Created: 5/15/2020Last Updated: 10/13/2021

Definition: Hysteresis is a nonlinear behavior of a system that its output response curve does not map directly to the same input values but rather dependent on history of input values in terms of how input direction and magnitude change.

The nonlinear behavior of the system is characterized by a hysteresis loop. In the context of electronics employing digital control, the system behavior can be modeled as a simple two state machine with two states 1 or 0 with two different state transition thresholds, Vth_high, Vth_low.( I.e state -> 0 when input voltage falls below Vth_low, stage -> 1, when input voltage goes above Vth_high)

    • Note: The difference between Vth_high and Vth_low creates a noise immunity zone where the states will not change due to small disburbance input signal within this zone.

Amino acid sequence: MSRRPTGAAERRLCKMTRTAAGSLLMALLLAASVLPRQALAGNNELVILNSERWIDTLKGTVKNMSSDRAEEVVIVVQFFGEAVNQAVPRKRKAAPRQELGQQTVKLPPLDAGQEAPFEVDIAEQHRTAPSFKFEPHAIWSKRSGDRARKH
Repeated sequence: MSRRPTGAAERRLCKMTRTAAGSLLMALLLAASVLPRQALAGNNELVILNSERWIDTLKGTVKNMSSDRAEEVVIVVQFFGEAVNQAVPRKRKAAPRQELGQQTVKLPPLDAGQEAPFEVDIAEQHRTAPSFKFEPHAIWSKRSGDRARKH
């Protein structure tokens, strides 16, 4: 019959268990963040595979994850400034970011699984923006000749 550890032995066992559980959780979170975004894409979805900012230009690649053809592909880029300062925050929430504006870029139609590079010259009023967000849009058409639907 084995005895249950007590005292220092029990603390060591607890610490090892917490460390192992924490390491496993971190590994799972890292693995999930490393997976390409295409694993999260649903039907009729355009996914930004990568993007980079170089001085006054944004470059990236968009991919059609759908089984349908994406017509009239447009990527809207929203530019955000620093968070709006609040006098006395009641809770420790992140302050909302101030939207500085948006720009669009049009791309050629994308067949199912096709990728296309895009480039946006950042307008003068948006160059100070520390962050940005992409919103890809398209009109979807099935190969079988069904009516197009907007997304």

See here for a picture of Hysteresis loop.


  • Temperature Control of A Thermal stat

    • For example, maintain the room temperature at 70 degrees

    • Control state machine:

      • Turn on the HVAC system when the room temperature falls below 68 degrees

      • Turn off the HVA system when room temperature rise above 72 degrees

    • Analysis

      • There is a 4 degrees temperature buffer region before thermal stat responses. This practical design reduces rapid switch on and off actions of thermal stat in the case of using single temperature threshold. As a result, operating power efficiency improves as well as long term operability of HVAC and control circuits is achieved.

  • Digital circuit Input logic trigger

    • For example, digital circuit stores a logic bit 1 when its input voltage is above 1.4 V and store a logical bit 0 when its input value is below 0.7 V.

    • Control state machine

      • Enter Logic 1 state when input > 1.4V

      • Enter Logic 0 state when input < 0.7V

    • Analysis

      • There is a 0.7 of noise margin allowed in this circuit before a false positive state transition occurs.

Reference and Further Reading

"Hysteresis", https://en.wikipedia.org/wiki/Hysteresis